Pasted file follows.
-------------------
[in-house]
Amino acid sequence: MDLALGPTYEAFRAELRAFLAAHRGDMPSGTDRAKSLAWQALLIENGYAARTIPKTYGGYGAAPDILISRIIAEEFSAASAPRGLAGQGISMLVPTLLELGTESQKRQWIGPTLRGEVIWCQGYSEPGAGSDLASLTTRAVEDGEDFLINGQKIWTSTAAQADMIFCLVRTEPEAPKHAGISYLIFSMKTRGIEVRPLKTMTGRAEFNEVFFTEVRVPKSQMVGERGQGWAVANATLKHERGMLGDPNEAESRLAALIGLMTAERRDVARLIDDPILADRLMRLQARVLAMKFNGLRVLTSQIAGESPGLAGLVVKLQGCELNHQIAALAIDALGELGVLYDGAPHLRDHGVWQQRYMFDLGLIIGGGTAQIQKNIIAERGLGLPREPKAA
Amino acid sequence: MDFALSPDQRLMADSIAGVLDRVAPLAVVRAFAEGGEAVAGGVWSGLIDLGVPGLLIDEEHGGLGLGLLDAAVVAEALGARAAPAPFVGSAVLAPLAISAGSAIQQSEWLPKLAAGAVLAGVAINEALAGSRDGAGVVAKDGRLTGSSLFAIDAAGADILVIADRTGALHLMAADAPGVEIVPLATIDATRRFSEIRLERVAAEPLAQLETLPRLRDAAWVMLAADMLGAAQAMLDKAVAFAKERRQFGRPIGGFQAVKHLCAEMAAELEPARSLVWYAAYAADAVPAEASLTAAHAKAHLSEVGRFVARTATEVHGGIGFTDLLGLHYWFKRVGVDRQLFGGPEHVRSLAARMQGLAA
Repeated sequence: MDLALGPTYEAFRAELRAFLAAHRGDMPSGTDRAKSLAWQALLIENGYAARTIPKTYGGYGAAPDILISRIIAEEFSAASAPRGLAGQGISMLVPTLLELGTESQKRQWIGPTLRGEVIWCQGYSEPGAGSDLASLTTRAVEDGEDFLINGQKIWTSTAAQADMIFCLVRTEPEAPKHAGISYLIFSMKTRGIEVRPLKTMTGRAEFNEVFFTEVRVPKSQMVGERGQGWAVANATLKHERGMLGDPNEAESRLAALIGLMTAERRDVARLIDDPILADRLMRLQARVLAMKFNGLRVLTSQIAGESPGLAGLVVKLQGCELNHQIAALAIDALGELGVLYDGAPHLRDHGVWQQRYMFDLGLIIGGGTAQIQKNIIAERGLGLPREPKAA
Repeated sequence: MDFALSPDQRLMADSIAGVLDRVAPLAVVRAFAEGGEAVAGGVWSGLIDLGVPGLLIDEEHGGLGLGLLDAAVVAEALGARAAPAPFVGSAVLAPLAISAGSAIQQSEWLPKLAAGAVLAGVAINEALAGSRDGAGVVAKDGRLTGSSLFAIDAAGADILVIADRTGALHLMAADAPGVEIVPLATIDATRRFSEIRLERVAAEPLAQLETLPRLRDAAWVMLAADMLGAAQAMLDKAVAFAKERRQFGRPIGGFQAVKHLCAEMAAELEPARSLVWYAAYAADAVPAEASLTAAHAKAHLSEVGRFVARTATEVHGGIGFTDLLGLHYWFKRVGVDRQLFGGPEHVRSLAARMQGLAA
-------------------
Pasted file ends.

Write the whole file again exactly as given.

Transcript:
[in-house]
Amino acid sequence: MDLALGPTYEAFRAELRAFLAAHRGDMPSGTDRAKSLAWQALLIENGYAARTIPKTYGGYGAAPDILISRIIAEEFSAASAPRGLAGQGISMLVPTLLELGTESQKRQWIGPTLRGEVIWCQGYSEPGAGSDLASLTTRAVEDGEDFLINGQKIWTSTAAQADMIFCLVRTEPEAPKHAGISYLIFSMKTRGIEVRPLKTMTGRAEFNEVFFTEVRVPKSQMVGERGQGWAVANATLKHERGMLGDPNEAESRLAALIGLMTAERRDVARLIDDPILADRLMRLQARVLAMKFNGLRVLTSQIAGESPGLAGLVVKLQGCELNHQIAALAIDALGELGVLYDGAPHLRDHGVWQQRYMFDLGLIIGGGTAQIQKNIIAERGLGLPREPKAA
Amino acid sequence: MDFALSPDQRLMADSIAGVLDRVAPLAVVRAFAEGGEAVAGGVWSGLIDLGVPGLLIDEEHGGLGLGLLDAAVVAEALGARAAPAPFVGSAVLAPLAISAGSAIQQSEWLPKLAAGAVLAGVAINEALAGSRDGAGVVAKDGRLTGSSLFAIDAAGADILVIADRTGALHLMAADAPGVEIVPLATIDATRRFSEIRLERVAAEPLAQLETLPRLRDAAWVMLAADMLGAAQAMLDKAVAFAKERRQFGRPIGGFQAVKHLCAEMAAELEPARSLVWYAAYAADAVPAEASLTAAHAKAHLSEVGRFVARTATEVHGGIGFTDLLGLHYWFKRVGVDRQLFGGPEHVRSLAARMQGLAA
Repeated sequence: MDLALGPTYEAFRAELRAFLAAHRGDMPSGTDRAKSLAWQALLIENGYAARTIPKTYGGYGAAPDILISRIIAEEFSAASAPRGLAGQGISMLVPTLLELGTESQKRQWIGPTLRGEVIWCQGYSEPGAGSDLASLTTRAVEDGEDFLINGQKIWTSTAAQADMIFCLVRTEPEAPKHAGISYLIFSMKTRGIEVRPLKTMTGRAEFNEVFFTEVRVPKSQMVGERGQGWAVANATLKHERGMLGDPNEAESRLAALIGLMTAERRDVARLIDDPILADRLMRLQARVLAMKFNGLRVLTSQIAGESPGLAGLVVKLQGCELNHQIAALAIDALGELGVLYDGAPHLRDHGVWQQRYMFDLGLIIGGGTAQIQKNIIAERGLGLPREPKAA
Repeated sequence: MDFALSPDQRLMADSIAGVLDRVAPLAVVRAFAEGGEAVAGGVWSGLIDLGVPGLLIDEEHGGLGLGLLDAAVVAEALGARAAPAPFVGSAVLAPLAISAGSAIQQSEWLPKLAAGAVLAGVAINEALAGSRDGAGVVAKDGRLTGSSLFAIDAAGADILVIADRTGALHLMAADAPGVEIVPLATIDATRRFSEIRLERVAAEPLAQLETLPRLRDAAWVMLAADMLGAAQAMLDKAVAFAKERRQFGRPIGGFQAVKHLCAEMAAELEPARSLVWYAAYAADAVPAEASLTAAHAKAHLSEVGRFVARTATEVHGGIGFTDLLGLHYWFKRVGVDRQLFGGPEHVRSLAARMQGLAA